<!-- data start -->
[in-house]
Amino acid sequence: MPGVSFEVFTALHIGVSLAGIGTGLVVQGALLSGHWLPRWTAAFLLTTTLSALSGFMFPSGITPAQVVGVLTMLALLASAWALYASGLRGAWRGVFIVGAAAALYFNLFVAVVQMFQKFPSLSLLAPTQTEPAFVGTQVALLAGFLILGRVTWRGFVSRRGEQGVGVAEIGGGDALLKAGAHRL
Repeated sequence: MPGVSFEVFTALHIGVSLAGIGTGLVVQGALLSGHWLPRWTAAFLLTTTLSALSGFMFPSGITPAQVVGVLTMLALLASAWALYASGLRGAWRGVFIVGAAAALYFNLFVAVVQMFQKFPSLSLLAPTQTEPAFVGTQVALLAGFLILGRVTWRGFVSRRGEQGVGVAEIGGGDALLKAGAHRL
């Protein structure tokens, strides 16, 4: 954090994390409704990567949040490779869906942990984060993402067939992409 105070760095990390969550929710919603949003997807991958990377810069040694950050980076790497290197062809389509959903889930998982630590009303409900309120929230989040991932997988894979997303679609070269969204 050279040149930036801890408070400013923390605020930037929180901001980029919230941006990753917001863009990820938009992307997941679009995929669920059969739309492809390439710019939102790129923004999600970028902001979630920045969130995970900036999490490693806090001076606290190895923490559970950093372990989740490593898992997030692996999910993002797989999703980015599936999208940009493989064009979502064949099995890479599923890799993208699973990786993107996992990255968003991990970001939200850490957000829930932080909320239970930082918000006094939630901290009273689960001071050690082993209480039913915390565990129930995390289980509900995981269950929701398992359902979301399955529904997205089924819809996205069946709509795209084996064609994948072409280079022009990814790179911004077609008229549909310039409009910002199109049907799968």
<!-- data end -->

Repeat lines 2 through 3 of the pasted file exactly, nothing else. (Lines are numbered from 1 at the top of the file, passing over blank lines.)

Amino acid sequence: MPGVSFEVFTALHIGVSLAGIGTGLVVQGALLSGHWLPRWTAAFLLTTTLSALSGFMFPSGITPAQVVGVLTMLALLASAWALYASGLRGAWRGVFIVGAAAALYFNLFVAVVQMFQKFPSLSLLAPTQTEPAFVGTQVALLAGFLILGRVTWRGFVSRRGEQGVGVAEIGGGDALLKAGAHRL
Repeated sequence: MPGVSFEVFTALHIGVSLAGIGTGLVVQGALLSGHWLPRWTAAFLLTTTLSALSGFMFPSGITPAQVVGVLTMLALLASAWALYASGLRGAWRGVFIVGAAAALYFNLFVAVVQMFQKFPSLSLLAPTQTEPAFVGTQVALLAGFLILGRVTWRGFVSRRGEQGVGVAEIGGGDALLKAGAHRL